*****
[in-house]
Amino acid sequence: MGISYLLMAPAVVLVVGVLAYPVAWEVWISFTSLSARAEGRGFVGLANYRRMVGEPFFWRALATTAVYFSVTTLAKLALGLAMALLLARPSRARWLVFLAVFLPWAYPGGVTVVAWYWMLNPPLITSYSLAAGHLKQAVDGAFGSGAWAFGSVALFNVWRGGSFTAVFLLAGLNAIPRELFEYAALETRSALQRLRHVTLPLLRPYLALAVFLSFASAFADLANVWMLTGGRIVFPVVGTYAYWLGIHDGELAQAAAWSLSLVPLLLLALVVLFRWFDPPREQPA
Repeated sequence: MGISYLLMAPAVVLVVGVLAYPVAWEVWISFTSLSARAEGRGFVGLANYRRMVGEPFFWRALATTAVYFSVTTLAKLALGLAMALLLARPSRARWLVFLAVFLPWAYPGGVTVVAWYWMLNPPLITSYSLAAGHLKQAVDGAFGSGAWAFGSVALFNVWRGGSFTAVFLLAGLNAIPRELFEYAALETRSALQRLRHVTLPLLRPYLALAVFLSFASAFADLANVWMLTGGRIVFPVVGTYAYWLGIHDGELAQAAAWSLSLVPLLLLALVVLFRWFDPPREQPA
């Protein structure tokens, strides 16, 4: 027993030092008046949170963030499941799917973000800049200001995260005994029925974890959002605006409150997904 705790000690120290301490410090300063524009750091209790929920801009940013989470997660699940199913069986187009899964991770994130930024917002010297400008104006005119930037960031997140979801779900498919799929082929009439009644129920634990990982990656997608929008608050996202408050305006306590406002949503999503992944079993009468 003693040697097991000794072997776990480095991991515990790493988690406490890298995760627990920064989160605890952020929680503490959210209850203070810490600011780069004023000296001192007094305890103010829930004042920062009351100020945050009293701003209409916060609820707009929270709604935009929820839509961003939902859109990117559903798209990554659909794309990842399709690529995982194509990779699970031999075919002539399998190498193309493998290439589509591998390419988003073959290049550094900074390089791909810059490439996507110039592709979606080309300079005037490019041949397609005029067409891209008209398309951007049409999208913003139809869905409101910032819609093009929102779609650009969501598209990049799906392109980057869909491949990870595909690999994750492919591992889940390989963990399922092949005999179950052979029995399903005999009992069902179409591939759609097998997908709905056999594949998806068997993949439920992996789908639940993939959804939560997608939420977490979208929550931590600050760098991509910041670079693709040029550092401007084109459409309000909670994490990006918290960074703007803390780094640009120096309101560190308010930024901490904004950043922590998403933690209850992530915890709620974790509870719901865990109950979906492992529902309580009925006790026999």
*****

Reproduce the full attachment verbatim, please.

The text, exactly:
[in-house]
Amino acid sequence: MGISYLLMAPAVVLVVGVLAYPVAWEVWISFTSLSARAEGRGFVGLANYRRMVGEPFFWRALATTAVYFSVTTLAKLALGLAMALLLARPSRARWLVFLAVFLPWAYPGGVTVVAWYWMLNPPLITSYSLAAGHLKQAVDGAFGSGAWAFGSVALFNVWRGGSFTAVFLLAGLNAIPRELFEYAALETRSALQRLRHVTLPLLRPYLALAVFLSFASAFADLANVWMLTGGRIVFPVVGTYAYWLGIHDGELAQAAAWSLSLVPLLLLALVVLFRWFDPPREQPA
Repeated sequence: MGISYLLMAPAVVLVVGVLAYPVAWEVWISFTSLSARAEGRGFVGLANYRRMVGEPFFWRALATTAVYFSVTTLAKLALGLAMALLLARPSRARWLVFLAVFLPWAYPGGVTVVAWYWMLNPPLITSYSLAAGHLKQAVDGAFGSGAWAFGSVALFNVWRGGSFTAVFLLAGLNAIPRELFEYAALETRSALQRLRHVTLPLLRPYLALAVFLSFASAFADLANVWMLTGGRIVFPVVGTYAYWLGIHDGELAQAAAWSLSLVPLLLLALVVLFRWFDPPREQPA
């Protein structure tokens, strides 16, 4: 027993030092008046949170963030499941799917973000800049200001995260005994029925974890959002605006409150997904 705790000690120290301490410090300063524009750091209790929920801009940013989470997660699940199913069986187009899964991770994130930024917002010297400008104006005119930037960031997140979801779900498919799929082929009439009644129920634990990982990656997608929008608050996202408050305006306590406002949503999503992944079993009468 003693040697097991000794072997776990480095991991515990790493988690406490890298995760627990920064989160605890952020929680503490959210209850203070810490600011780069004023000296001192007094305890103010829930004042920062009351100020945050009293701003209409916060609820707009929270709604935009929820839509961003939902859109990117559903798209990554659909794309990842399709690529995982194509990779699970031999075919002539399998190498193309493998290439589509591998390419988003073959290049550094900074390089791909810059490439996507110039592709979606080309300079005037490019041949397609005029067409891209008209398309951007049409999208913003139809869905409101910032819609093009929102779609650009969501598209990049799906392109980057869909491949990870595909690999994750492919591992889940390989963990399922092949005999179950052979029995399903005999009992069902179409591939759609097998997908709905056999594949998806068997993949439920992996789908639940993939959804939560997608939420977490979208929550931590600050760098991509910041670079693709040029550092401007084109459409309000909670994490990006918290960074703007803390780094640009120096309101560190308010930024901490904004950043922590998403933690209850992530915890709620974790509870719901865990109950979906492992529902309580009925006790026999």